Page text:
The End of Certainty in Economics

November 19, 2004

Brian Arthur

Free University of Brussels, July 1994. To appear in the conference volume.

The story of the sciences in the 20th Century is one of a steady loss of certainty. Much of what was real and machine-like and objective and determinate at the start of the century, by mid-century was a phantom, unpredictable, subjective and indeterminate. What had defined science at the start of the century–its power to predict, its clear subject/object distinction–no longer defines it at the end. Science after science has lost its innocence. Science after science has grown up.

What then of economics? Is economics a science? Well yes, I believe so. For sure it is a body of well-reasoned knowledge. Yet until the last few years it has maintained its certainty, it has escaped any loss of innocence. And so we must ask: is its object of study, the economy, inherently free of uncertainties and indeterminacies? Or is economics in the process of losing its innocence and thereby joining the other sciences of this century?

I believe the latter. In fact, there are indications everywhere these days in economics that the discipline is losing its rigid sense of determinism, that the long dominance of positivist thinking is weakening, and that economics is opening itself to a less mechanistic, more organic approach. In this talk I want to show my own version of this loss of certainty. I want to argue that there are major pockets of uncertainty in the economy. I want to show that the clear subject/object distinction in the economics often blurs. I want to show that the economy is not a gigantic machine, but a construct of its agents. These are not “anomalies” to be feared, they are natural properties of the economy, and if we accept them, we will have a stronger, not a weaker science.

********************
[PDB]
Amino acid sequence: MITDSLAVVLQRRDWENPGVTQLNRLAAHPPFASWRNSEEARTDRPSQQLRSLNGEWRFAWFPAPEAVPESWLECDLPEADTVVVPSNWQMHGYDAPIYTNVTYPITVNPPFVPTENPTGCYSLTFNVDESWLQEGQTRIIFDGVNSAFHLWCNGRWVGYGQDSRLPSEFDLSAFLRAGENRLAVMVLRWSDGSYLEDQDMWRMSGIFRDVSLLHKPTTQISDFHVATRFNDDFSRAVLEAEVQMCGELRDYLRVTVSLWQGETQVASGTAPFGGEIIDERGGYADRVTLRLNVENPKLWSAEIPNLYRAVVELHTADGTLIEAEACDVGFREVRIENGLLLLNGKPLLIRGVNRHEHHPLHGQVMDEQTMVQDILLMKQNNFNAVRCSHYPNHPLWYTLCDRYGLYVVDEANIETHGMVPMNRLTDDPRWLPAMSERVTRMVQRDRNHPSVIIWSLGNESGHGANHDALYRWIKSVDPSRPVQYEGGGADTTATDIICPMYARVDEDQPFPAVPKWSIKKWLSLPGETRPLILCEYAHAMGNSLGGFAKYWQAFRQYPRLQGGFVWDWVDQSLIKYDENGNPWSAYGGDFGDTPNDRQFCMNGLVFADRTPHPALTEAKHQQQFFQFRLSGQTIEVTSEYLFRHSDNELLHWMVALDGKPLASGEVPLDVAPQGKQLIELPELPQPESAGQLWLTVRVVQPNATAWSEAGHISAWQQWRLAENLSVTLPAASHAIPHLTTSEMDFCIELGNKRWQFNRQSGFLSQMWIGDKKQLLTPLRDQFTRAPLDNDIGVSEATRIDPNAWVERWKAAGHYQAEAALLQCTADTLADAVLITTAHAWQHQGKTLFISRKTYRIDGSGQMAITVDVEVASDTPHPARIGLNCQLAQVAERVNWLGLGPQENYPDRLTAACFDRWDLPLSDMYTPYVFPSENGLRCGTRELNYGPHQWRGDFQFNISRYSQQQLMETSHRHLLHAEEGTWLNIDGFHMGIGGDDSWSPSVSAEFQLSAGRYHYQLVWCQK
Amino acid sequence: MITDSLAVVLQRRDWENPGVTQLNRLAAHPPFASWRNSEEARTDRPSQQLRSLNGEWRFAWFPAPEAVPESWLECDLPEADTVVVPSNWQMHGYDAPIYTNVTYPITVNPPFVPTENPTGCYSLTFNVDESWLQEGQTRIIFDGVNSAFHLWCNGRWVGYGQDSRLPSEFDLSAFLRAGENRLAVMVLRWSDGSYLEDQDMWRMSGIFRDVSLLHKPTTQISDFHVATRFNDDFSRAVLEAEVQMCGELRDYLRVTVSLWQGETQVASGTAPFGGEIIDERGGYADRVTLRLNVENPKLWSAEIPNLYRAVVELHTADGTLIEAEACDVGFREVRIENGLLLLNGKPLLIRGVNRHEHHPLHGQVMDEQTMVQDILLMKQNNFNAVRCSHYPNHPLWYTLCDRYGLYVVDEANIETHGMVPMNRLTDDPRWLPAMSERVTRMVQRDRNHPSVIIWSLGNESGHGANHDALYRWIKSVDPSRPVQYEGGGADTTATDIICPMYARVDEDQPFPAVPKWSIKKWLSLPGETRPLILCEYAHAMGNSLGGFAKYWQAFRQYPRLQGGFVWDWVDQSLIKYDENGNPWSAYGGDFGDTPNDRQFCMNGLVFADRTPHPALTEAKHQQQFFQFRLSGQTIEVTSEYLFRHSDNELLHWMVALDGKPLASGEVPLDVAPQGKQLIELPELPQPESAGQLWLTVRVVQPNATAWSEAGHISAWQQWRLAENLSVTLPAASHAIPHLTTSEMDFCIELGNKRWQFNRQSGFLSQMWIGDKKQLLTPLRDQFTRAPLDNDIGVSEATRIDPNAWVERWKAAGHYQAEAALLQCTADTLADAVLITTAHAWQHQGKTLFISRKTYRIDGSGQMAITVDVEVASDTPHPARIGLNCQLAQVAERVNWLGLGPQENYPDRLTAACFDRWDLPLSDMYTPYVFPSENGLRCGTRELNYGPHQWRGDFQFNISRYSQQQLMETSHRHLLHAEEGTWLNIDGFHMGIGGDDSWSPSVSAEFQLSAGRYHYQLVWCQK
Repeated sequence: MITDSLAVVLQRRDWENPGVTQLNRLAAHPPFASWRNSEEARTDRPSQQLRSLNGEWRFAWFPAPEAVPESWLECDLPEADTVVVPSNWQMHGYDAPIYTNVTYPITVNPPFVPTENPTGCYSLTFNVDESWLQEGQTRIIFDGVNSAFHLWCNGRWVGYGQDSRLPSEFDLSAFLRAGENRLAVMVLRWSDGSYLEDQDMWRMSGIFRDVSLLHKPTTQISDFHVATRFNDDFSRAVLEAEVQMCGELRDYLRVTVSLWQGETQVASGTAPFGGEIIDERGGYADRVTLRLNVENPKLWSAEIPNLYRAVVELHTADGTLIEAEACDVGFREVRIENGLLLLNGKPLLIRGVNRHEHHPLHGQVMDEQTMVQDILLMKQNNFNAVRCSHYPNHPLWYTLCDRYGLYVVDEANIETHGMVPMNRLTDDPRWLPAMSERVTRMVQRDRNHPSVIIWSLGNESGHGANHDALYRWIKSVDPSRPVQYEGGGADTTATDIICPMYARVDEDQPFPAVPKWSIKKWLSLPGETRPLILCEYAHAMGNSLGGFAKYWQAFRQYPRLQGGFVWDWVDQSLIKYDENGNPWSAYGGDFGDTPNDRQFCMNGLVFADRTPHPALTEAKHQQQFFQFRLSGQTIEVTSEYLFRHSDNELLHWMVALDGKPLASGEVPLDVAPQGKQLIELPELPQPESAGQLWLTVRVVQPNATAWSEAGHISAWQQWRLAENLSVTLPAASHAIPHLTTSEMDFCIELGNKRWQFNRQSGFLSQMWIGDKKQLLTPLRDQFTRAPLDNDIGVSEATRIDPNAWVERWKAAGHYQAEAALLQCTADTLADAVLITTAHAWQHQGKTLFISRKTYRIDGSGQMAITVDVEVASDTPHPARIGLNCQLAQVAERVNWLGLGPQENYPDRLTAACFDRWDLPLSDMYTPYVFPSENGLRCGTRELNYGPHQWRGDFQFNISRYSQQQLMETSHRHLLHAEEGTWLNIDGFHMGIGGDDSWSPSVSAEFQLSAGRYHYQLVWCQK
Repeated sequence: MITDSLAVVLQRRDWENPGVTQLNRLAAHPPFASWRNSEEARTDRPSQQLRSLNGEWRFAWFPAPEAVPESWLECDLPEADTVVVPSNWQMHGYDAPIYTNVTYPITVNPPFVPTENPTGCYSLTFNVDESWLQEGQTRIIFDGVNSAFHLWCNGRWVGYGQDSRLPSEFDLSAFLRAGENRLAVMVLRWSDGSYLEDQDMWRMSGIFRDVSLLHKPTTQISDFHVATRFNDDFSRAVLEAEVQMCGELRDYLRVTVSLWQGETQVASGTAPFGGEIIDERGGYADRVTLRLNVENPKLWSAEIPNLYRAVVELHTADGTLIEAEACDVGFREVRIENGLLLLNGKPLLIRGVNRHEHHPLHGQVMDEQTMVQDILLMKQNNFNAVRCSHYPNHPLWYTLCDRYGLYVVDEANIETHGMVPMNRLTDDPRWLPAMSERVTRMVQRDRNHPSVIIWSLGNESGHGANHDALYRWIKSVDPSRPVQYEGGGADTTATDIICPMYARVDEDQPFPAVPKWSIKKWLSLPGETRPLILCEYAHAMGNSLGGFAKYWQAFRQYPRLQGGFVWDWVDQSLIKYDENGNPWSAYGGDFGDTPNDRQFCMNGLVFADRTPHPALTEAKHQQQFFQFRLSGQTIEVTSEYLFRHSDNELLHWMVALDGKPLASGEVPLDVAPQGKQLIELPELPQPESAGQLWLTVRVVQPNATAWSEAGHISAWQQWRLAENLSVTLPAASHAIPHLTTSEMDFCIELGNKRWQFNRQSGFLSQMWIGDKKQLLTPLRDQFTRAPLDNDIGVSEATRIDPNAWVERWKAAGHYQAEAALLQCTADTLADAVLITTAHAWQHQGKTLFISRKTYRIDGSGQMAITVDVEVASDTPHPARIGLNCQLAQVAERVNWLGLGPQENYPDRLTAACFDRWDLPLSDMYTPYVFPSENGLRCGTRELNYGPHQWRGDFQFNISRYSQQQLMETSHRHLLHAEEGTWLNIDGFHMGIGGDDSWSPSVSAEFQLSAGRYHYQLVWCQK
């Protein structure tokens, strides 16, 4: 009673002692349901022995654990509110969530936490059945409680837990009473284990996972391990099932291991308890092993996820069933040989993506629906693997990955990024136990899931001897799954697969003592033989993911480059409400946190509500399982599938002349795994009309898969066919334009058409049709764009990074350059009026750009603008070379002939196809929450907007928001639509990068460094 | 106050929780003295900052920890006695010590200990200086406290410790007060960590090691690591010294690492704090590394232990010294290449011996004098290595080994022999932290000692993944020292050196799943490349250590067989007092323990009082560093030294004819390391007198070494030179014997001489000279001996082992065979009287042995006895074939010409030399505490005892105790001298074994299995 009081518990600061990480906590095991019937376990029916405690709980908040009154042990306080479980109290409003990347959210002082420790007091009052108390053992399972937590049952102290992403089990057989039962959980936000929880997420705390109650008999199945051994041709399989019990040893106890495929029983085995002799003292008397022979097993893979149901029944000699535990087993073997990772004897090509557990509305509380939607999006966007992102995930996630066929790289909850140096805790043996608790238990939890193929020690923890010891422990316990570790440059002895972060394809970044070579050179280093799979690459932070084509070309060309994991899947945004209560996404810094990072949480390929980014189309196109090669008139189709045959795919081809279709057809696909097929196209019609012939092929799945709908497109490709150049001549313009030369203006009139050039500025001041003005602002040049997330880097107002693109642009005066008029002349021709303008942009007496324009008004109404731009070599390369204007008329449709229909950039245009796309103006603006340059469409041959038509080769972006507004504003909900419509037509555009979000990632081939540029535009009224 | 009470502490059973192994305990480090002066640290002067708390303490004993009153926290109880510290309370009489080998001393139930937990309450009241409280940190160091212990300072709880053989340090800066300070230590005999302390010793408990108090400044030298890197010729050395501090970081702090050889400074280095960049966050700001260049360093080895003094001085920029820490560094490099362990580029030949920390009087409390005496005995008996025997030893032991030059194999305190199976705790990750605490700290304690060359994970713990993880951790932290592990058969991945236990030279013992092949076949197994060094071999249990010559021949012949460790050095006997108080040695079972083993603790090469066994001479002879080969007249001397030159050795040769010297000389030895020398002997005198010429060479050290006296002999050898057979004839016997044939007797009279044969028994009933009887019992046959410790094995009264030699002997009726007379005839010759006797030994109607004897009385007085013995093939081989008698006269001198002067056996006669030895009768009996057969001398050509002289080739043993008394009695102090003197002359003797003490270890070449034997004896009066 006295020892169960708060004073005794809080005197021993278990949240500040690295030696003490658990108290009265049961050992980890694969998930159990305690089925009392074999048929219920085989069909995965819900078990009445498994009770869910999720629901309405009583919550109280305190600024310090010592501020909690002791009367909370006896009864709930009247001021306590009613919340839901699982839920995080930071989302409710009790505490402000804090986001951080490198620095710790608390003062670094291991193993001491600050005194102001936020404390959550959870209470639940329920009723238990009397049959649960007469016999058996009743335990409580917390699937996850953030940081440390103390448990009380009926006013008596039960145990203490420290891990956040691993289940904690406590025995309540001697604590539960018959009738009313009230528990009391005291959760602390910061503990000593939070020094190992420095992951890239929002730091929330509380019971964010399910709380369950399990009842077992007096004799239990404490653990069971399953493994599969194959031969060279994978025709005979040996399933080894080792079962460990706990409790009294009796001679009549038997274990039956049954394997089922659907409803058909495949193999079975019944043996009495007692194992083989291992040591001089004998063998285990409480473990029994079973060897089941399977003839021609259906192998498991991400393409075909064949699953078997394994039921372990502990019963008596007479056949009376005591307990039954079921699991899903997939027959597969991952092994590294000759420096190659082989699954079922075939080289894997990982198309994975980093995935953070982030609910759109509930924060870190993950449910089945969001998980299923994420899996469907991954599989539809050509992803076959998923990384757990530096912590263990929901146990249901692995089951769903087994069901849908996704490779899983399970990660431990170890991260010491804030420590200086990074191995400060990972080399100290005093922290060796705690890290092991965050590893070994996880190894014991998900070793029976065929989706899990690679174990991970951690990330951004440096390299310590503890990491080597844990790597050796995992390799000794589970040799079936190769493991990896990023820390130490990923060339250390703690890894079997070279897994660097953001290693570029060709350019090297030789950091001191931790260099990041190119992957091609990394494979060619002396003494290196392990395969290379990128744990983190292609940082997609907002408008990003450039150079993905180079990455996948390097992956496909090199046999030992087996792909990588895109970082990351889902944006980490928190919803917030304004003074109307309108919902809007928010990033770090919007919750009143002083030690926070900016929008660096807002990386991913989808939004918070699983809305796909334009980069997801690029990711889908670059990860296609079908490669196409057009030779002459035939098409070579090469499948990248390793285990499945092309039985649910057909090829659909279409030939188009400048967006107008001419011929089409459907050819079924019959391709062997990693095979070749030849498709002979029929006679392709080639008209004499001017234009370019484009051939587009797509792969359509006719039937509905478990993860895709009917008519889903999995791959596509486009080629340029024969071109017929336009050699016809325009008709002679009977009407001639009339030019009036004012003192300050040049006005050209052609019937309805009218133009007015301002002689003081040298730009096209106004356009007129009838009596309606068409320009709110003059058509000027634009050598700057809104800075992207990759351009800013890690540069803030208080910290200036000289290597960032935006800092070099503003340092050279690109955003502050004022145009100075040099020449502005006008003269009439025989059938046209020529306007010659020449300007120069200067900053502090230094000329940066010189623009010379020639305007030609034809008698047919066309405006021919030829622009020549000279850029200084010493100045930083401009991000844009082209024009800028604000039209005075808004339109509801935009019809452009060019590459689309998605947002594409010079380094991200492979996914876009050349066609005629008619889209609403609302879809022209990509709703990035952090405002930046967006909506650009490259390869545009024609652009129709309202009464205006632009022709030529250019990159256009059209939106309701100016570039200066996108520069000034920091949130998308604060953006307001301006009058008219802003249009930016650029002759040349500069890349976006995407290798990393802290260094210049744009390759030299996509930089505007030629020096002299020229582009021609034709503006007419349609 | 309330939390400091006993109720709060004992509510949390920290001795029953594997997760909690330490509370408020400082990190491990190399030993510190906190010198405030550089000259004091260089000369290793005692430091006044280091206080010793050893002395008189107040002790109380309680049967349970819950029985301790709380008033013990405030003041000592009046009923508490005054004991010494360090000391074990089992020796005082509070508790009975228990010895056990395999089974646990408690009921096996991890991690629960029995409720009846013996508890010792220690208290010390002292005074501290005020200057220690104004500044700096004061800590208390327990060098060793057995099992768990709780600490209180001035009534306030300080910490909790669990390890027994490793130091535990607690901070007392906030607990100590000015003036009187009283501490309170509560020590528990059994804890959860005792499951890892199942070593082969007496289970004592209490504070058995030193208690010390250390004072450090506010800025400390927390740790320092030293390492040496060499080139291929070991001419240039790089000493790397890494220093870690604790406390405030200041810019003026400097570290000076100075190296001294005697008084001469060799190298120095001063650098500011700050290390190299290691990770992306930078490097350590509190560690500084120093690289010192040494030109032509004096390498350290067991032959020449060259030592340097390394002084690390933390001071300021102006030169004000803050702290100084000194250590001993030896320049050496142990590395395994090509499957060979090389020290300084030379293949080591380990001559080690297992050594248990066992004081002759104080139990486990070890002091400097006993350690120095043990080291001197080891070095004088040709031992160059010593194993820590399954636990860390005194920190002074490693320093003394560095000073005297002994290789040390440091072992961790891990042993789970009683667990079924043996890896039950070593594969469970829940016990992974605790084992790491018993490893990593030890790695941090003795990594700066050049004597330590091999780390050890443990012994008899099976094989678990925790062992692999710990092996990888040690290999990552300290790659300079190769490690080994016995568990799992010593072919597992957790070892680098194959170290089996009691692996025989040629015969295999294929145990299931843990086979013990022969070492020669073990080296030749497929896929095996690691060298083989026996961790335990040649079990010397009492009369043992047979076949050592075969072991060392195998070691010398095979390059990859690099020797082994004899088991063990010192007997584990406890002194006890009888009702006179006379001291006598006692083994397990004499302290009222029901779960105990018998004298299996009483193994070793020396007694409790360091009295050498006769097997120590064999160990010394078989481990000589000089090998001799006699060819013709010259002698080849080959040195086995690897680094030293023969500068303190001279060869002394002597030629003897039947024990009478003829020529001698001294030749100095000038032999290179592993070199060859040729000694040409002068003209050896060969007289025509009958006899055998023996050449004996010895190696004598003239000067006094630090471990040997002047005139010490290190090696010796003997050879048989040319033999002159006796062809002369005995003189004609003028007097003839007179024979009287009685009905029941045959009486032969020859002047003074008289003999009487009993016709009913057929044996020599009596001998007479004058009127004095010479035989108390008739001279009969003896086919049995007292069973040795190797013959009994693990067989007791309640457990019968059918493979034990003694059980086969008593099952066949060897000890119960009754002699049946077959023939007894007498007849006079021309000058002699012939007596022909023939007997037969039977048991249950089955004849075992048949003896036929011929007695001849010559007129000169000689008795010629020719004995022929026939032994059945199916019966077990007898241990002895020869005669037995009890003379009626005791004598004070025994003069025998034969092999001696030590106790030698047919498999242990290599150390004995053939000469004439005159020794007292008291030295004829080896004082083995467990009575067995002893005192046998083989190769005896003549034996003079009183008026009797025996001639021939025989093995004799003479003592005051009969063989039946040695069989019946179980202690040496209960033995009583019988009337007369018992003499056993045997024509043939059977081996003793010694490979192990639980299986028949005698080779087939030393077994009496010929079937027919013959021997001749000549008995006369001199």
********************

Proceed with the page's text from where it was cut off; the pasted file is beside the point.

In the standard view, which has come down from the enlightenment, the economy is an object. It is complicated but can be viewed mechanistically. Subject and object–agents and the economy they perform in–can be neatly separated. The view I am giving here is different. It says that the economy itself emerges from our subjective beliefs. These subjective beliefs, taken in aggregate, structure the micro economy. They give rise to the character of financial markets. They direct flows of capital and govern strategic behavior and negotiations. They are the DNA of the economy. These subjective beliefs are a-priori or deductively indeterminate in advance. They co-evolve, arise, decay, change, mutually reinforce, and mutually negate. Subject and object can not be neatly separated. And so the economy shows behavior that we can best describe as organic, rather than mechanistic. It is not a well-ordered, gigantic machine. It is organic. At all levels it contains pockets of indeterminacy. It emerges from subjectivity and falls back into subjectivity.

Last Modified: Monday, December 17, 2001


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